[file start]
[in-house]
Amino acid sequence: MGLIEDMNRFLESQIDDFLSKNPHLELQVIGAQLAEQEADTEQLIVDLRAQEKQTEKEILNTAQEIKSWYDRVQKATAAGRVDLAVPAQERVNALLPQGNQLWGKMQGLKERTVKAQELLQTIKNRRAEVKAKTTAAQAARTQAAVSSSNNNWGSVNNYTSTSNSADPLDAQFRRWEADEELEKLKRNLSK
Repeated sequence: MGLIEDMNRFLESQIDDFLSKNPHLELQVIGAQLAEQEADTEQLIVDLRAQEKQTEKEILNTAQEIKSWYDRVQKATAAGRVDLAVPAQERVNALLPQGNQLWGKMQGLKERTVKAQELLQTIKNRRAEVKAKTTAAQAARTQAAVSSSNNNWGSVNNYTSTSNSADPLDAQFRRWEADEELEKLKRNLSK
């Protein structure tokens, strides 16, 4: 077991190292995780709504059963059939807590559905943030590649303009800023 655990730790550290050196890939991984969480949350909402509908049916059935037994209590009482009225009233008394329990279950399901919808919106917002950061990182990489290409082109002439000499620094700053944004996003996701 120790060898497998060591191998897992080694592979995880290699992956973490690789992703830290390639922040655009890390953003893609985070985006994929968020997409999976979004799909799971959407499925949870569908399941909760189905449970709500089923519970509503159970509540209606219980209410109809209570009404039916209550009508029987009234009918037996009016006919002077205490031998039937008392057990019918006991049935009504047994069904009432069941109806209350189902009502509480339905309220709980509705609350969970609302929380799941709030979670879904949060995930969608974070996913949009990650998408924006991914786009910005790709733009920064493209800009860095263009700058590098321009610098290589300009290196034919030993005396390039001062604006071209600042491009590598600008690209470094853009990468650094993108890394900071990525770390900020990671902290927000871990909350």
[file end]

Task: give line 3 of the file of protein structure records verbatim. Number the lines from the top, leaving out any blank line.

Repeated sequence: MGLIEDMNRFLESQIDDFLSKNPHLELQVIGAQLAEQEADTEQLIVDLRAQEKQTEKEILNTAQEIKSWYDRVQKATAAGRVDLAVPAQERVNALLPQGNQLWGKMQGLKERTVKAQELLQTIKNRRAEVKAKTTAAQAARTQAAVSSSNNNWGSVNNYTSTSNSADPLDAQFRRWEADEELEKLKRNLSK